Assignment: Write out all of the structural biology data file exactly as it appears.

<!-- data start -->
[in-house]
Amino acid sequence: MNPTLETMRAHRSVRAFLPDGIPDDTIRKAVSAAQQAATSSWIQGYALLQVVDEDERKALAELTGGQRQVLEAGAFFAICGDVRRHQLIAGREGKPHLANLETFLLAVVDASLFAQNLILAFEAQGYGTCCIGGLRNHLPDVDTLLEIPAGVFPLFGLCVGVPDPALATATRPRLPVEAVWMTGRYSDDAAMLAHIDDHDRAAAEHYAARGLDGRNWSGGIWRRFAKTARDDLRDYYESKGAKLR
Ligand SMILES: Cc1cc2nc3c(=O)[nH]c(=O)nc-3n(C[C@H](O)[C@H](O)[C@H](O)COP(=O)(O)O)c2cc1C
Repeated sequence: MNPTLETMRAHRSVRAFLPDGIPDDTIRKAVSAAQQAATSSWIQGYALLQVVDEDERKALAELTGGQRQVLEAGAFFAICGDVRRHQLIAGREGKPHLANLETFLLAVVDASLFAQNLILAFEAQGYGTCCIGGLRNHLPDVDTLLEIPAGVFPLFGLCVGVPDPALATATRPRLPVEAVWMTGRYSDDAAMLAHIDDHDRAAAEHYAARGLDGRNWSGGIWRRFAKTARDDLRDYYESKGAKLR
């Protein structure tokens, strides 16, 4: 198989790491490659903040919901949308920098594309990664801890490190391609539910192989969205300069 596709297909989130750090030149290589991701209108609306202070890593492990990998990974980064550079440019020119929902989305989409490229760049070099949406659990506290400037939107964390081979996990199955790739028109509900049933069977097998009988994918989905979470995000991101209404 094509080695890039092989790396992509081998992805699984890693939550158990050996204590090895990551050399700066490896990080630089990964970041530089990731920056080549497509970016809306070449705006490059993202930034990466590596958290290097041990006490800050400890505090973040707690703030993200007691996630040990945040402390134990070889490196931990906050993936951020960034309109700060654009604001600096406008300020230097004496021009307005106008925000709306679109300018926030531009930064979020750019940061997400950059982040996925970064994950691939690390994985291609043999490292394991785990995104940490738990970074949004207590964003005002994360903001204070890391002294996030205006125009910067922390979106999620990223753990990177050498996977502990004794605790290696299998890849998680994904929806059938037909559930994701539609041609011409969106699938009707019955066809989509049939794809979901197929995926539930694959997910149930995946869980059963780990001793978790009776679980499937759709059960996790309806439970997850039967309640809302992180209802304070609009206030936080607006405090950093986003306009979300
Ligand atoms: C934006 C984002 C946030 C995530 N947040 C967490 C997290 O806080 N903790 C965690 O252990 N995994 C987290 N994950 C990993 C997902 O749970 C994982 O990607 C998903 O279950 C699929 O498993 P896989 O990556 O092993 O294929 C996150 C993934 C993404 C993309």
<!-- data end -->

[in-house]
Amino acid sequence: MNPTLETMRAHRSVRAFLPDGIPDDTIRKAVSAAQQAATSSWIQGYALLQVVDEDERKALAELTGGQRQVLEAGAFFAICGDVRRHQLIAGREGKPHLANLETFLLAVVDASLFAQNLILAFEAQGYGTCCIGGLRNHLPDVDTLLEIPAGVFPLFGLCVGVPDPALATATRPRLPVEAVWMTGRYSDDAAMLAHIDDHDRAAAEHYAARGLDGRNWSGGIWRRFAKTARDDLRDYYESKGAKLR
Ligand SMILES: Cc1cc2nc3c(=O)[nH]c(=O)nc-3n(C[C@H](O)[C@H](O)[C@H](O)COP(=O)(O)O)c2cc1C
Repeated sequence: MNPTLETMRAHRSVRAFLPDGIPDDTIRKAVSAAQQAATSSWIQGYALLQVVDEDERKALAELTGGQRQVLEAGAFFAICGDVRRHQLIAGREGKPHLANLETFLLAVVDASLFAQNLILAFEAQGYGTCCIGGLRNHLPDVDTLLEIPAGVFPLFGLCVGVPDPALATATRPRLPVEAVWMTGRYSDDAAMLAHIDDHDRAAAEHYAARGLDGRNWSGGIWRRFAKTARDDLRDYYESKGAKLR
């Protein structure tokens, strides 16, 4: 198989790491490659903040919901949308920098594309990664801890490190391609539910192989969205300069 596709297909989130750090030149290589991701209108609306202070890593492990990998990974980064550079440019020119929902989305989409490229760049070099949406659990506290400037939107964390081979996990199955790739028109509900049933069977097998009988994918989905979470995000991101209404 094509080695890039092989790396992509081998992805699984890693939550158990050996204590090895990551050399700066490896990080630089990964970041530089990731920056080549497509970016809306070449705006490059993202930034990466590596958290290097041990006490800050400890505090973040707690703030993200007691996630040990945040402390134990070889490196931990906050993936951020960034309109700060654009604001600096406008300020230097004496021009307005106008925000709306679109300018926030531009930064979020750019940061997400950059982040996925970064994950691939690390994985291609043999490292394991785990995104940490738990970074949004207590964003005002994360903001204070890391002294996030205006125009910067922390979106999620990223753990990177050498996977502990004794605790290696299998890849998680994904929806059938037909559930994701539609041609011409969106699938009707019955066809989509049939794809979901197929995926539930694959997910149930995946869980059963780990001793978790009776679980499937759709059960996790309806439970997850039967309640809302992180209802304070609009206030936080607006405090950093986003306009979300
Ligand atoms: C934006 C984002 C946030 C995530 N947040 C967490 C997290 O806080 N903790 C965690 O252990 N995994 C987290 N994950 C990993 C997902 O749970 C994982 O990607 C998903 O279950 C699929 O498993 P896989 O990556 O092993 O294929 C996150 C993934 C993404 C993309």